2. Remember your company culture when you're doing your promotions or transfers, too. 

If you're moving one of your key executives from the headquarters to a new office, you may have trouble if that employee isn't much of a company cheerleader.

"As a business expands its physical footprint beyond the HQ, if you don't hire the right person at the top in these other offices, your culture has no chance of being replicated," says Lou Hoffman, CEO of The Hoffman Agency, a public relations and communications company headquartered in San Jose, California, with 140 employees scattered in Hong Kong, London and other cities around the globe.

"This doesn't mean that every person leading another office needs to be carbon copy of the owner, CEO or president," he continues. "But those office leaders do need to share the same value system and business philosophies as [them]."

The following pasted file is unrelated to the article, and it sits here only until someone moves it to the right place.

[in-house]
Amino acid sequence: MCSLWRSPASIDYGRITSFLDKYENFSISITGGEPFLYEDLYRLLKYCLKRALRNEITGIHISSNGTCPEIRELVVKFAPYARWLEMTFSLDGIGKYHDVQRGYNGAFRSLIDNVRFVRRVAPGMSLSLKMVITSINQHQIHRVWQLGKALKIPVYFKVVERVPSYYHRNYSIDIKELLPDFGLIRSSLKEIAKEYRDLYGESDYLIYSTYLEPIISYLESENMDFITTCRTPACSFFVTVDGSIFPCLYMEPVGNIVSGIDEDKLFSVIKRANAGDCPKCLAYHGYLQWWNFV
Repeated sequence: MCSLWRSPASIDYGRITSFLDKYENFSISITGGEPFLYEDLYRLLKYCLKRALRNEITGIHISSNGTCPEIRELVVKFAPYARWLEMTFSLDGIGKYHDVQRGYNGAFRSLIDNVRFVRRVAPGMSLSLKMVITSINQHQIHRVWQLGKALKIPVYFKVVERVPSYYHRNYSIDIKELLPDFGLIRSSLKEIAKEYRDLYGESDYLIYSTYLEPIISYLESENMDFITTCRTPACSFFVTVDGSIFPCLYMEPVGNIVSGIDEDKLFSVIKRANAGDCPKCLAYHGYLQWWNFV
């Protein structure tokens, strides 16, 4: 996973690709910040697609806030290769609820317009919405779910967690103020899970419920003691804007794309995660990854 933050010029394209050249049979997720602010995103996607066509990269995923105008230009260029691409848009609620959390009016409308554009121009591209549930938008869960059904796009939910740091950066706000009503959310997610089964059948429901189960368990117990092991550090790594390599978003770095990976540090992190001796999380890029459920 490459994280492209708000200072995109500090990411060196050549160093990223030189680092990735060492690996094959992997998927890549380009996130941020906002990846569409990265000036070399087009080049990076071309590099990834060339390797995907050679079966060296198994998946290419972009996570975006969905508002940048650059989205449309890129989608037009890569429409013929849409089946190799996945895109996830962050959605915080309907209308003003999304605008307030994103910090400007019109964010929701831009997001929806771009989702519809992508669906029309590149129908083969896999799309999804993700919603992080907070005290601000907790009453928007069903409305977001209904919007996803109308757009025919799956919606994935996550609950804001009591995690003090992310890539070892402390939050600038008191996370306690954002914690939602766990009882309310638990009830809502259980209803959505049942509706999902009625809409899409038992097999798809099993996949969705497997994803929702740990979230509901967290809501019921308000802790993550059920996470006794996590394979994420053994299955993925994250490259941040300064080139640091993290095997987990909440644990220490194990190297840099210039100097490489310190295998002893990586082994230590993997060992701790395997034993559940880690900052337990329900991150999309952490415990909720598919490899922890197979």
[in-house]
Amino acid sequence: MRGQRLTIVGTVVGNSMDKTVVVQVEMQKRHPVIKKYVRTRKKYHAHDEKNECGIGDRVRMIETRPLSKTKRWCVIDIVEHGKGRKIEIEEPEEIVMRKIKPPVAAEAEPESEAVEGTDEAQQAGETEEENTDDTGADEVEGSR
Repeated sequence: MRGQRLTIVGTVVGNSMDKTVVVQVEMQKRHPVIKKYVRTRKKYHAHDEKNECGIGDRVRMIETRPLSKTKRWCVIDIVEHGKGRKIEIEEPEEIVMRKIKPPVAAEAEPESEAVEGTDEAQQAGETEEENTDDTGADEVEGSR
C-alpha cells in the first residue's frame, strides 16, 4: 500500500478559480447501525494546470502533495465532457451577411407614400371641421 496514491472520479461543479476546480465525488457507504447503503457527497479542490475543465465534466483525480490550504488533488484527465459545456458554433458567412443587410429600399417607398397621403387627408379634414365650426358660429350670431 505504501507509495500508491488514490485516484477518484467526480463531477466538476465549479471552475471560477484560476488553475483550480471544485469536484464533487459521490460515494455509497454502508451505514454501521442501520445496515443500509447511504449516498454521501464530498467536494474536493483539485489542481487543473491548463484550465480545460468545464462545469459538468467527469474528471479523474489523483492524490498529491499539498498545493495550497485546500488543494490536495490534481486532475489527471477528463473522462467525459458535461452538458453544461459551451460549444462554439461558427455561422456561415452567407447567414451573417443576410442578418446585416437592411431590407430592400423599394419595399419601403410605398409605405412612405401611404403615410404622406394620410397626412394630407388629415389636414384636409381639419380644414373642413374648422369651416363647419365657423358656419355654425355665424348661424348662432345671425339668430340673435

3. Share your company's culture and mission with your employees and new hires.

There's a saying in writing that you should show and not tell. And we've all heard the old cliché, that actions speak louder than words. This is all true, but words do matter.

Talking about the company culture is important, says Suz O'Donnell, president of Thrivatize, a management consulting firm headquartered in Chicago. She says that too many business owners think that the feel of the culture will translate to new and far-flung employees. But too often it won't.

As a business expands its physical footprint beyond the HQ, if you don't hire the right person at the top in these other offices, your culture has no chance of being replicated.

—Lou Hoffman, CEO, The Hoffman Agency

"Regardless of whether you are expanding an existing organization or creating a completely new company, the key is to know what you want your culture to be and be sure you clearly communicate it to employees," O'Donnell says.